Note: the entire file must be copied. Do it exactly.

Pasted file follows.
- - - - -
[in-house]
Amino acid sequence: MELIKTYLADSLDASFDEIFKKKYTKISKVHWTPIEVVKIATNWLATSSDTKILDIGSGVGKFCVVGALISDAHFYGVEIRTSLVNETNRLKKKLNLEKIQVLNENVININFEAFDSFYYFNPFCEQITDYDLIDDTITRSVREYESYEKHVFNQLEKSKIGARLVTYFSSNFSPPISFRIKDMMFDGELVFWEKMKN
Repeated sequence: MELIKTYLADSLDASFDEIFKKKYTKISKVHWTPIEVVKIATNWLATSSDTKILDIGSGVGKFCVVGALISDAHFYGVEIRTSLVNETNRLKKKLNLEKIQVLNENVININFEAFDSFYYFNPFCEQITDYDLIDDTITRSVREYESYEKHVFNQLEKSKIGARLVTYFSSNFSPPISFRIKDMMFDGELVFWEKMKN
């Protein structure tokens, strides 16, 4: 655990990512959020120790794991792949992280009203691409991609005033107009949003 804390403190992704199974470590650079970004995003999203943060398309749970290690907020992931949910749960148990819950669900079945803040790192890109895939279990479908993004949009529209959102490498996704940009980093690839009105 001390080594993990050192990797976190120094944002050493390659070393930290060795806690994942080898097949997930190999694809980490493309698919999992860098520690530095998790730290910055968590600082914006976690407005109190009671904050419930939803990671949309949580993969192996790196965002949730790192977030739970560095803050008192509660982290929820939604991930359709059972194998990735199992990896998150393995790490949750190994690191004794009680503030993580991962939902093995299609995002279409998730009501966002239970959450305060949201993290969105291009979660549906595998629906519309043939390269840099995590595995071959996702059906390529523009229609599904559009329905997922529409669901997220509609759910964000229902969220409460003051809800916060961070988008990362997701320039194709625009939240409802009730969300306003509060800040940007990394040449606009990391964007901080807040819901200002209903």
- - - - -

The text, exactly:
[in-house]
Amino acid sequence: MELIKTYLADSLDASFDEIFKKKYTKISKVHWTPIEVVKIATNWLATSSDTKILDIGSGVGKFCVVGALISDAHFYGVEIRTSLVNETNRLKKKLNLEKIQVLNENVININFEAFDSFYYFNPFCEQITDYDLIDDTITRSVREYESYEKHVFNQLEKSKIGARLVTYFSSNFSPPISFRIKDMMFDGELVFWEKMKN
Repeated sequence: MELIKTYLADSLDASFDEIFKKKYTKISKVHWTPIEVVKIATNWLATSSDTKILDIGSGVGKFCVVGALISDAHFYGVEIRTSLVNETNRLKKKLNLEKIQVLNENVININFEAFDSFYYFNPFCEQITDYDLIDDTITRSVREYESYEKHVFNQLEKSKIGARLVTYFSSNFSPPISFRIKDMMFDGELVFWEKMKN
């Protein structure tokens, strides 16, 4: 655990990512959020120790794991792949992280009203691409991609005033107009949003 804390403190992704199974470590650079970004995003999203943060398309749970290690907020992931949910749960148990819950669900079945803040790192890109895939279990479908993004949009529209959102490498996704940009980093690839009105 001390080594993990050192990797976190120094944002050493390659070393930290060795806690994942080898097949997930190999694809980490493309698919999992860098520690530095998790730290910055968590600082914006976690407005109190009671904050419930939803990671949309949580993969192996790196965002949730790192977030739970560095803050008192509660982290929820939604991930359709059972194998990735199992990896998150393995790490949750190994690191004794009680503030993580991962939902093995299609995002279409998730009501966002239970959450305060949201993290969105291009979660549906595998629906519309043939390269840099995590595995071959996702059906390529523009229609599904559009329905997922529409669901997220509609759910964000229902969220409460003051809800916060961070988008990362997701320039194709625009939240409802009730969300306003509060800040940007990394040449606009990391964007901080807040819901200002209903």